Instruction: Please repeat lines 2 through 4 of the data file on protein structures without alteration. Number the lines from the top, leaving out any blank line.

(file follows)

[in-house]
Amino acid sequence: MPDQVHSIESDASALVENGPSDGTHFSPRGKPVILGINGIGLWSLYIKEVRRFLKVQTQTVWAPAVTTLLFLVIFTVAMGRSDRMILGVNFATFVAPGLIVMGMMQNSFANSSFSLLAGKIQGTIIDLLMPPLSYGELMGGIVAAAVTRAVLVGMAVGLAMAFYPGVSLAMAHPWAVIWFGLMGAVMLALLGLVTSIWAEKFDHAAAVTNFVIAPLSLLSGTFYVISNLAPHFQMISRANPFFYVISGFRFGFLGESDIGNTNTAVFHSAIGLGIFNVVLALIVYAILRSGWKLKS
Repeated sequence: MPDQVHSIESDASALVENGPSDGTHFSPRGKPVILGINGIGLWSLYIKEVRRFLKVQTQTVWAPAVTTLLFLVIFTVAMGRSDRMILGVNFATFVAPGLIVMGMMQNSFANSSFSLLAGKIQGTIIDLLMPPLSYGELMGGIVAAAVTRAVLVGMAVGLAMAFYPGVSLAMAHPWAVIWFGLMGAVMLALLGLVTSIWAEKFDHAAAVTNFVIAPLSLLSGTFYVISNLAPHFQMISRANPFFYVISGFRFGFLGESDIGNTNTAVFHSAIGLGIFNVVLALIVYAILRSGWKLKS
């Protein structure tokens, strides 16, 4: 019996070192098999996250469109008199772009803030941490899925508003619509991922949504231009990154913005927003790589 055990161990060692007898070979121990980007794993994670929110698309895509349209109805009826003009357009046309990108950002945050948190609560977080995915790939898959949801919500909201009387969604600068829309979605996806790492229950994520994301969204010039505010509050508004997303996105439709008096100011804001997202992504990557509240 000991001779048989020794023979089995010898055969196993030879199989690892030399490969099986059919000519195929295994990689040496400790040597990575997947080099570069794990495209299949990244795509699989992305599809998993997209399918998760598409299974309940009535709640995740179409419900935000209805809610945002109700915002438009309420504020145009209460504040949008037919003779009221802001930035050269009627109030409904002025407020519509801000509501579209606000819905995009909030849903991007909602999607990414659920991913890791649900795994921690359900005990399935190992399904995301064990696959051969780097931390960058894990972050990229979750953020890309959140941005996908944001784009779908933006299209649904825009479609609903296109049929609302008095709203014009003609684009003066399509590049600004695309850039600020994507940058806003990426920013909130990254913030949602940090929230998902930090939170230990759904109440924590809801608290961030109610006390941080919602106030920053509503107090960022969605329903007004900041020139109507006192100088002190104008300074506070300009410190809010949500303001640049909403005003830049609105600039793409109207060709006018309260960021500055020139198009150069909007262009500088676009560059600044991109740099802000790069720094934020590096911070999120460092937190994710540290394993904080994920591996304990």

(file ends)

Amino acid sequence: MPDQVHSIESDASALVENGPSDGTHFSPRGKPVILGINGIGLWSLYIKEVRRFLKVQTQTVWAPAVTTLLFLVIFTVAMGRSDRMILGVNFATFVAPGLIVMGMMQNSFANSSFSLLAGKIQGTIIDLLMPPLSYGELMGGIVAAAVTRAVLVGMAVGLAMAFYPGVSLAMAHPWAVIWFGLMGAVMLALLGLVTSIWAEKFDHAAAVTNFVIAPLSLLSGTFYVISNLAPHFQMISRANPFFYVISGFRFGFLGESDIGNTNTAVFHSAIGLGIFNVVLALIVYAILRSGWKLKS
Repeated sequence: MPDQVHSIESDASALVENGPSDGTHFSPRGKPVILGINGIGLWSLYIKEVRRFLKVQTQTVWAPAVTTLLFLVIFTVAMGRSDRMILGVNFATFVAPGLIVMGMMQNSFANSSFSLLAGKIQGTIIDLLMPPLSYGELMGGIVAAAVTRAVLVGMAVGLAMAFYPGVSLAMAHPWAVIWFGLMGAVMLALLGLVTSIWAEKFDHAAAVTNFVIAPLSLLSGTFYVISNLAPHFQMISRANPFFYVISGFRFGFLGESDIGNTNTAVFHSAIGLGIFNVVLALIVYAILRSGWKLKS
């Protein structure tokens, strides 16, 4: 019996070192098999996250469109008199772009803030941490899925508003619509991922949504231009990154913005927003790589 055990161990060692007898070979121990980007794993994670929110698309895509349209109805009826003009357009046309990108950002945050948190609560977080995915790939898959949801919500909201009387969604600068829309979605996806790492229950994520994301969204010039505010509050508004997303996105439709008096100011804001997202992504990557509240 000991001779048989020794023979089995010898055969196993030879199989690892030399490969099986059919000519195929295994990689040496400790040597990575997947080099570069794990495209299949990244795509699989992305599809998993997209399918998760598409299974309940009535709640995740179409419900935000209805809610945002109700915002438009309420504020145009209460504040949008037919003779009221802001930035050269009627109030409904002025407020519509801000509501579209606000819905995009909030849903991007909602999607990414659920991913890791649900795994921690359900005990399935190992399904995301064990696959051969780097931390960058894990972050990229979750953020890309959140941005996908944001784009779908933006299209649904825009479609609903296109049929609302008095709203014009003609684009003066399509590049600004695309850039600020994507940058806003990426920013909130990254913030949602940090929230998902930090939170230990759904109440924590809801608290961030109610006390941080919602106030920053509503107090960022969605329903007004900041020139109507006192100088002190104008300074506070300009410190809010949500303001640049909403005003830049609105600039793409109207060709006018309260960021500055020139198009150069909007262009500088676009560059600044991109740099802000790069720094934020590096911070999120460092937190994710540290394993904080994920591996304990």